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Citation Information

Type Journal Article - Health Policy and Planning
Title Newborn survival in Nepal: a decade of change and future implications
Author(s)
Volume 27
Issue suppl 3
Publication (Day/Month/Year) 2012
Page numbers iii57-iii71
URL http://heapol.oxfordjournals.org/content/27/suppl_3/iii57.full.pdf
Abstract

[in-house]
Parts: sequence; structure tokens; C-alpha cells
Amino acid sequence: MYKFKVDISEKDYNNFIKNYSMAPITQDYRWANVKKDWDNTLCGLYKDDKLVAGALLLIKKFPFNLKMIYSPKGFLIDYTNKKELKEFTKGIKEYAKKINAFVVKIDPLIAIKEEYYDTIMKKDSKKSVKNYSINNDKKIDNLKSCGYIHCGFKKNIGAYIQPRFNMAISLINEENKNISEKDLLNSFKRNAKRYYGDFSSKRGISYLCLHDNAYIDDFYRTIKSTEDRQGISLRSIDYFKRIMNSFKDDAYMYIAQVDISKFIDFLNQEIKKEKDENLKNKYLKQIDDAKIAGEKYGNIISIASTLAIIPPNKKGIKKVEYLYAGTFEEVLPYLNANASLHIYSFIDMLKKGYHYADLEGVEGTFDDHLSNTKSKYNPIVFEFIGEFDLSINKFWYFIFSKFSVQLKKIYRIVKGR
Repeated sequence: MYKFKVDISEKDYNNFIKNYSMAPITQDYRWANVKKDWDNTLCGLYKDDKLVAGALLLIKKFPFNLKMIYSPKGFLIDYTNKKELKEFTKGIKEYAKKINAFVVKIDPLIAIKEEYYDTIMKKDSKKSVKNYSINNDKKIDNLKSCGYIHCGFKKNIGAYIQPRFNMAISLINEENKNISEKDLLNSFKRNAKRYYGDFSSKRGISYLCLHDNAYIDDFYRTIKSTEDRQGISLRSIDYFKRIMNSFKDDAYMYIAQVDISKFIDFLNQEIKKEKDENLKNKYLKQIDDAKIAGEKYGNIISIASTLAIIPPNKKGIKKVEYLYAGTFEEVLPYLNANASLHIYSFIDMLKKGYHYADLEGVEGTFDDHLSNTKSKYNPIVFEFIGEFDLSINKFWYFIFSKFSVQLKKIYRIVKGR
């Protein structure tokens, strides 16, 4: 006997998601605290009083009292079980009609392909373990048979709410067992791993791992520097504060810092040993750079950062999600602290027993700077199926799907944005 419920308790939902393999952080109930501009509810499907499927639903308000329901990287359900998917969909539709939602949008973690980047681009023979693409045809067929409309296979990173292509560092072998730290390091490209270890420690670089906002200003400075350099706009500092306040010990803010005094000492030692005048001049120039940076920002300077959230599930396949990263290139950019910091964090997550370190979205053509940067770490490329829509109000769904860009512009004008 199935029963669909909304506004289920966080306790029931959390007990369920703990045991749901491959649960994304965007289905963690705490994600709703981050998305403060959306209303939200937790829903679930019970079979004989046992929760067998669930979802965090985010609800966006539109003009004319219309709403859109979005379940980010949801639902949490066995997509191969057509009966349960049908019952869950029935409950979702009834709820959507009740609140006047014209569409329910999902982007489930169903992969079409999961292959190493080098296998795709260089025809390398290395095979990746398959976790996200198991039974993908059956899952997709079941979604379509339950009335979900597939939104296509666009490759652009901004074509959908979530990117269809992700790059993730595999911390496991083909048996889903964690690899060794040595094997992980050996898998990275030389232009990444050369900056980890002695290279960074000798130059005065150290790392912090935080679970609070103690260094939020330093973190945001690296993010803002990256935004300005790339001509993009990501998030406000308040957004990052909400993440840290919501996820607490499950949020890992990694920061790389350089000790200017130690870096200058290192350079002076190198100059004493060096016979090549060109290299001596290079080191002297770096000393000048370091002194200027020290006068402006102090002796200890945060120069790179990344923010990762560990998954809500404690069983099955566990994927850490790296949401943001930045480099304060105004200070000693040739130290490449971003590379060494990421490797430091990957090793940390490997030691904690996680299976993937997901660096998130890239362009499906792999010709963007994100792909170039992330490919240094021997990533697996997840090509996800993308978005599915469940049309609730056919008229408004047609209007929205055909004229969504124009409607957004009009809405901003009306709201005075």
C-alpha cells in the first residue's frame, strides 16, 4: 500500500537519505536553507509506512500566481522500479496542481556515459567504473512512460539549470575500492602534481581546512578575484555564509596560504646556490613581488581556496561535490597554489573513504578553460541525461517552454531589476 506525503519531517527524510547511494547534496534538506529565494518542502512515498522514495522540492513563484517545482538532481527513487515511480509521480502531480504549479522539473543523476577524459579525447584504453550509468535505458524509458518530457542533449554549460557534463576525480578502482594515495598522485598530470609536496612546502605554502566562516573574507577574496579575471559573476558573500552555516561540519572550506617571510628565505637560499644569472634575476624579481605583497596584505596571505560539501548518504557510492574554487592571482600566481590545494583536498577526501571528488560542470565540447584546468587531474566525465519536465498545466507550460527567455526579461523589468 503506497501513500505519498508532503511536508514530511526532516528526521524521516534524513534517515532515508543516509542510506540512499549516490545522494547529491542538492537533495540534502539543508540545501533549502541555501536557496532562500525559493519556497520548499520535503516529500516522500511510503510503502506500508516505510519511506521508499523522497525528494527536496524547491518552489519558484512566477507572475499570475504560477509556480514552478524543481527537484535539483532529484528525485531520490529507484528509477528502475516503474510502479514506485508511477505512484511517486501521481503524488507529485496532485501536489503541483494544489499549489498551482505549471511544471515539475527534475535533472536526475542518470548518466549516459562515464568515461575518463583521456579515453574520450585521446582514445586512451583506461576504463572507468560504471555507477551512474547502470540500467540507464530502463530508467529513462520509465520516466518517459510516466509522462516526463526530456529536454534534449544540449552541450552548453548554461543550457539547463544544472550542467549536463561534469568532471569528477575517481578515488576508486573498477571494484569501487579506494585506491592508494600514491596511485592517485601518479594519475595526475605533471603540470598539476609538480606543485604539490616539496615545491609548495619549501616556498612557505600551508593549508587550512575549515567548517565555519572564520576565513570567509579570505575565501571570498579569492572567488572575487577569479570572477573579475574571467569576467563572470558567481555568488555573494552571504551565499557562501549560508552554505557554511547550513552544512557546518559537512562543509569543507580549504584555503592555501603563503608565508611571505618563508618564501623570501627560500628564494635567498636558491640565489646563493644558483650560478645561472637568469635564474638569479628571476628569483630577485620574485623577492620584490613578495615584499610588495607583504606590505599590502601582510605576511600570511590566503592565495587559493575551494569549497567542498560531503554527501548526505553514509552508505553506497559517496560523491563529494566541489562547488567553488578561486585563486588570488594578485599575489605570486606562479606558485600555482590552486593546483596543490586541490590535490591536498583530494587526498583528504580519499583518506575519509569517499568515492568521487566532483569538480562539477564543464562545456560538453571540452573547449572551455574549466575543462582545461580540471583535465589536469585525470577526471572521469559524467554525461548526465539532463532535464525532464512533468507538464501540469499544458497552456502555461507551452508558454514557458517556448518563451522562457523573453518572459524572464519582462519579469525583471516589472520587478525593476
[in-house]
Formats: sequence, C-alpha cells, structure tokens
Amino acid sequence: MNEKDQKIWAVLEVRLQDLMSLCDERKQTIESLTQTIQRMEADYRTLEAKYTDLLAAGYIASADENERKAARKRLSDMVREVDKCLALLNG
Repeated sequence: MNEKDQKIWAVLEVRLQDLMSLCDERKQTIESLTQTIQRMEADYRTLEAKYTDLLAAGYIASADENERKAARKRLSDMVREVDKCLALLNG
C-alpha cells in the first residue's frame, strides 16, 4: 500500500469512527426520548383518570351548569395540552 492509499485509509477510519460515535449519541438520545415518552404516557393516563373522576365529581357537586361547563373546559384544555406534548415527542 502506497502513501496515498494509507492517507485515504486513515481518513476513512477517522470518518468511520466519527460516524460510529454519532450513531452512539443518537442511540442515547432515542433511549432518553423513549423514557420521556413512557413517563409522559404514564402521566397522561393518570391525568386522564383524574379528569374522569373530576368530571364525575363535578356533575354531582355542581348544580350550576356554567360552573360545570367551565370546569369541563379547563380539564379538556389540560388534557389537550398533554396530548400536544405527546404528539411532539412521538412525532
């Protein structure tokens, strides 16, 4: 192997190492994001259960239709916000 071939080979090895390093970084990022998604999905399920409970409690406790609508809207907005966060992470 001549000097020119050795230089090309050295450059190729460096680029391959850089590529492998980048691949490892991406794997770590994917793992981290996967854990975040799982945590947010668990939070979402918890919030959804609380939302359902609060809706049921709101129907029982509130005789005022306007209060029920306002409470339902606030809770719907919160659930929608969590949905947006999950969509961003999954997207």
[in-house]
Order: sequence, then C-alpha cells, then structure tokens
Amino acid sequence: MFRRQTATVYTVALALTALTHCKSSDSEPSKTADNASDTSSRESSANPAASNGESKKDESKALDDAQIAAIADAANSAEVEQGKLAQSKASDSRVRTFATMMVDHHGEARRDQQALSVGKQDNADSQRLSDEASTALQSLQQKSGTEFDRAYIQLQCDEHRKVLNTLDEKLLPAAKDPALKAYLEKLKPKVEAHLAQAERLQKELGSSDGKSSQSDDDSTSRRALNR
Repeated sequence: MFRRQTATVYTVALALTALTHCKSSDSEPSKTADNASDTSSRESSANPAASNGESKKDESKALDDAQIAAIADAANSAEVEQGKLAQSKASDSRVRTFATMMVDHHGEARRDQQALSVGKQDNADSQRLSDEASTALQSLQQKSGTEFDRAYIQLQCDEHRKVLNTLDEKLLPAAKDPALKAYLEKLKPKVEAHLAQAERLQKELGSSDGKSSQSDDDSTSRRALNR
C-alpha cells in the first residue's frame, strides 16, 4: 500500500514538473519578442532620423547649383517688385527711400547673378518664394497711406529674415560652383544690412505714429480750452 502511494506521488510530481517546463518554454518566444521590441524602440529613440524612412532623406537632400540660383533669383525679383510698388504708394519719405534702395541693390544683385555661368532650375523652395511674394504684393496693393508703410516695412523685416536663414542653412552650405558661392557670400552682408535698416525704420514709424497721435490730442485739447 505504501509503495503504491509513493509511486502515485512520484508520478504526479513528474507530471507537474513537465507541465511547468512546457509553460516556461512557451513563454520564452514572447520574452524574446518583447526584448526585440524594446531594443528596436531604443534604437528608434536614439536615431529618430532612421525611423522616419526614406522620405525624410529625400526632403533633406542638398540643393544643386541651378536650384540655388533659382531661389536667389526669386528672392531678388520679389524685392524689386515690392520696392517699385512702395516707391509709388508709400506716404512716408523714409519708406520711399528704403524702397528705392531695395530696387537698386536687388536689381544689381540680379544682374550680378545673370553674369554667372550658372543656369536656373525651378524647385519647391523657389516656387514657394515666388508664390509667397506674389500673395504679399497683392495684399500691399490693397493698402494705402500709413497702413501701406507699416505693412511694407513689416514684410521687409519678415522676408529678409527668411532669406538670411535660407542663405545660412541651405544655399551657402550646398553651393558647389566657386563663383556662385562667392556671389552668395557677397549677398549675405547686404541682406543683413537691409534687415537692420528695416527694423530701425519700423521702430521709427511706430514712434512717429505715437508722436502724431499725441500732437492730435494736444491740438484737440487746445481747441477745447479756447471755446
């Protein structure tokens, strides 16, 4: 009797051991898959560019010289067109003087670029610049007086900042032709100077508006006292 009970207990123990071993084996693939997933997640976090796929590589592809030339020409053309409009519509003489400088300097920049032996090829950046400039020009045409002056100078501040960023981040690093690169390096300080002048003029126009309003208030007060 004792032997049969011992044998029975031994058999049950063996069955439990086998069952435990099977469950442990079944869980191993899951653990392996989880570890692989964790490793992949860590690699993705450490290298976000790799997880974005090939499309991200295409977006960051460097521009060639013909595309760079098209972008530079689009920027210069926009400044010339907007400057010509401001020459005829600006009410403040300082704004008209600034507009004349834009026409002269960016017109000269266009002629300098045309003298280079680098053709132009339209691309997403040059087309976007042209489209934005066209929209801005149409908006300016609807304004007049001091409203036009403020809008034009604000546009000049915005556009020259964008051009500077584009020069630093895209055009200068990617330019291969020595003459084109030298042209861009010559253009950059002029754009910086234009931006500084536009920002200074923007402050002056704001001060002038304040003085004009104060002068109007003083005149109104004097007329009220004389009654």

Nepal is on target to meet the Millennium Development Goals for maternal and child health despite high levels of poverty, poor infrastructure, difficult terrain and recent conflict. Each year, nearly 35 000 Nepali children die before their fifth birthday, with almost two-thirds of these deaths occurring in the first month of life, the neonatal period. As part of a multi-country analysis, we examined changes for newborn survival between 2000 and 2010 in terms of mortality, coverage and health system indicators as well as national and donor funding. Over the decade, Nepal’s neonatal mortality rate reduced by 3.6% per year, which is faster than the regional average (2.0%) but slower than national annual progress for mortality of children aged 1–59 months (7.7%) and maternal mortality (7.5%). A dramatic reduction in the total fertility rate, improvements in female education and increasing change in skilled birth attendance, as well as increased coverage of community-based child health interventions, are likely to have contributed to these mortality declines. Political commitment and support for newborn survival has been generated through strategic use of global and national data and effective partnerships using primarily a selective newborn-focused approach for advocacy and planning. Nepal was the first low-income country to have a national newborn strategy, influencing similar strategies in other countries. The Community-Based Newborn Care Package is delivered through the nationally available Female Community Health Volunteers and was piloted in 10 of 75 districts, with plans to increase to 35 districts in mid-2013. Innovation and scale up, especially of community-based packages, and public health interventions and commodities appear to move relatively rapidly in Nepal compared with some other countries. Much remains to be done to achieve high rates of effective coverage of community care, and especially to improve the quality of facility-based care given the rapid shift to births in facilities.

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